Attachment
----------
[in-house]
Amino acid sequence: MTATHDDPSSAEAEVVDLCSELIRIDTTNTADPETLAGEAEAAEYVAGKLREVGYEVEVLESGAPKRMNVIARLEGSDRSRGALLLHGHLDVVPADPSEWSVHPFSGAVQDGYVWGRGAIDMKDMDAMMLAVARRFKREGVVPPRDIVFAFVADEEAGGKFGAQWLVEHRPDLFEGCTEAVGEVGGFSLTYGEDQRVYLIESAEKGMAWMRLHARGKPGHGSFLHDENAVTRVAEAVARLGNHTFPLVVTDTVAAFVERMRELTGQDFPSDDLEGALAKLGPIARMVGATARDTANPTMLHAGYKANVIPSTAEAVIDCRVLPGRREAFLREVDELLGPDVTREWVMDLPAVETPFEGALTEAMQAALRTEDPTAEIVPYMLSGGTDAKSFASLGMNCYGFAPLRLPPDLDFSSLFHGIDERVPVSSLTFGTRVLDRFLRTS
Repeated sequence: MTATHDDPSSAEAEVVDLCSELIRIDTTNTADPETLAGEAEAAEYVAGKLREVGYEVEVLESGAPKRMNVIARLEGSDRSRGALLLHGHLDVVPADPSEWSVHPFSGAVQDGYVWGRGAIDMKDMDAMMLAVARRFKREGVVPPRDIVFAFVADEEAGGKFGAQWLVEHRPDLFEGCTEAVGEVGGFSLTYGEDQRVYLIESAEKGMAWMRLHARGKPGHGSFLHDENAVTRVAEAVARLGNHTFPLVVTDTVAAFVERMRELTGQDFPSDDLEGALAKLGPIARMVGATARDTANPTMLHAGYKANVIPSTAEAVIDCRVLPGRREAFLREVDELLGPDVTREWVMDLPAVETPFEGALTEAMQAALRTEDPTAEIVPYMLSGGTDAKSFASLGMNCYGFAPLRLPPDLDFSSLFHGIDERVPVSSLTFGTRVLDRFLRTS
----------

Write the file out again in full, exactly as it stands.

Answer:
[in-house]
Amino acid sequence: MTATHDDPSSAEAEVVDLCSELIRIDTTNTADPETLAGEAEAAEYVAGKLREVGYEVEVLESGAPKRMNVIARLEGSDRSRGALLLHGHLDVVPADPSEWSVHPFSGAVQDGYVWGRGAIDMKDMDAMMLAVARRFKREGVVPPRDIVFAFVADEEAGGKFGAQWLVEHRPDLFEGCTEAVGEVGGFSLTYGEDQRVYLIESAEKGMAWMRLHARGKPGHGSFLHDENAVTRVAEAVARLGNHTFPLVVTDTVAAFVERMRELTGQDFPSDDLEGALAKLGPIARMVGATARDTANPTMLHAGYKANVIPSTAEAVIDCRVLPGRREAFLREVDELLGPDVTREWVMDLPAVETPFEGALTEAMQAALRTEDPTAEIVPYMLSGGTDAKSFASLGMNCYGFAPLRLPPDLDFSSLFHGIDERVPVSSLTFGTRVLDRFLRTS
Repeated sequence: MTATHDDPSSAEAEVVDLCSELIRIDTTNTADPETLAGEAEAAEYVAGKLREVGYEVEVLESGAPKRMNVIARLEGSDRSRGALLLHGHLDVVPADPSEWSVHPFSGAVQDGYVWGRGAIDMKDMDAMMLAVARRFKREGVVPPRDIVFAFVADEEAGGKFGAQWLVEHRPDLFEGCTEAVGEVGGFSLTYGEDQRVYLIESAEKGMAWMRLHARGKPGHGSFLHDENAVTRVAEAVARLGNHTFPLVVTDTVAAFVERMRELTGQDFPSDDLEGALAKLGPIARMVGATARDTANPTMLHAGYKANVIPSTAEAVIDCRVLPGRREAFLREVDELLGPDVTREWVMDLPAVETPFEGALTEAMQAALRTEDPTAEIVPYMLSGGTDAKSFASLGMNCYGFAPLRLPPDLDFSSLFHGIDERVPVSSLTFGTRVLDRFLRTS